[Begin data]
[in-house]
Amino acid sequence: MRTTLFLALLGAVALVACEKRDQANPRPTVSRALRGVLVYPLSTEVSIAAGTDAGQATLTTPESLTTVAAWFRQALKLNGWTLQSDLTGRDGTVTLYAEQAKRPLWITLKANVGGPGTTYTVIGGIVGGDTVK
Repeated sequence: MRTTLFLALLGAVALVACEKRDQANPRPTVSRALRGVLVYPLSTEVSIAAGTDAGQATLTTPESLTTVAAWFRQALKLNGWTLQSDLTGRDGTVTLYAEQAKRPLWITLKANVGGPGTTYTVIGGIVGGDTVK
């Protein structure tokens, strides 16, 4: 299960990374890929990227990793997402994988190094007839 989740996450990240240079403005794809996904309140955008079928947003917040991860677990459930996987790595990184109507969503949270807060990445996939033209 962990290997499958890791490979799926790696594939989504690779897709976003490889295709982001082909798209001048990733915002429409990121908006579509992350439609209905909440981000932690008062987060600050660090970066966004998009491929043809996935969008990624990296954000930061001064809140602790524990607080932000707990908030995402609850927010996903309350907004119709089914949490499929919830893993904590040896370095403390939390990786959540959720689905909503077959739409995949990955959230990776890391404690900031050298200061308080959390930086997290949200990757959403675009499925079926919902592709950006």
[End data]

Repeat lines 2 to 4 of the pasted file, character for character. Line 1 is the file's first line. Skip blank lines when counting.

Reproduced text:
Amino acid sequence: MRTTLFLALLGAVALVACEKRDQANPRPTVSRALRGVLVYPLSTEVSIAAGTDAGQATLTTPESLTTVAAWFRQALKLNGWTLQSDLTGRDGTVTLYAEQAKRPLWITLKANVGGPGTTYTVIGGIVGGDTVK
Repeated sequence: MRTTLFLALLGAVALVACEKRDQANPRPTVSRALRGVLVYPLSTEVSIAAGTDAGQATLTTPESLTTVAAWFRQALKLNGWTLQSDLTGRDGTVTLYAEQAKRPLWITLKANVGGPGTTYTVIGGIVGGDTVK
């Protein structure tokens, strides 16, 4: 299960990374890929990227990793997402994988190094007839 989740996450990240240079403005794809996904309140955008079928947003917040991860677990459930996987790595990184109507969503949270807060990445996939033209 962990290997499958890791490979799926790696594939989504690779897709976003490889295709982001082909798209001048990733915002429409990121908006579509992350439609209905909440981000932690008062987060600050660090970066966004998009491929043809996935969008990624990296954000930061001064809140602790524990607080932000707990908030995402609850927010996903309350907004119709089914949490499929919830893993904590040896370095403390939390990786959540959720689905909503077959739409995949990955959230990776890391404690900031050298200061308080959390930086997290949200990757959403675009499925079926919902592709950006």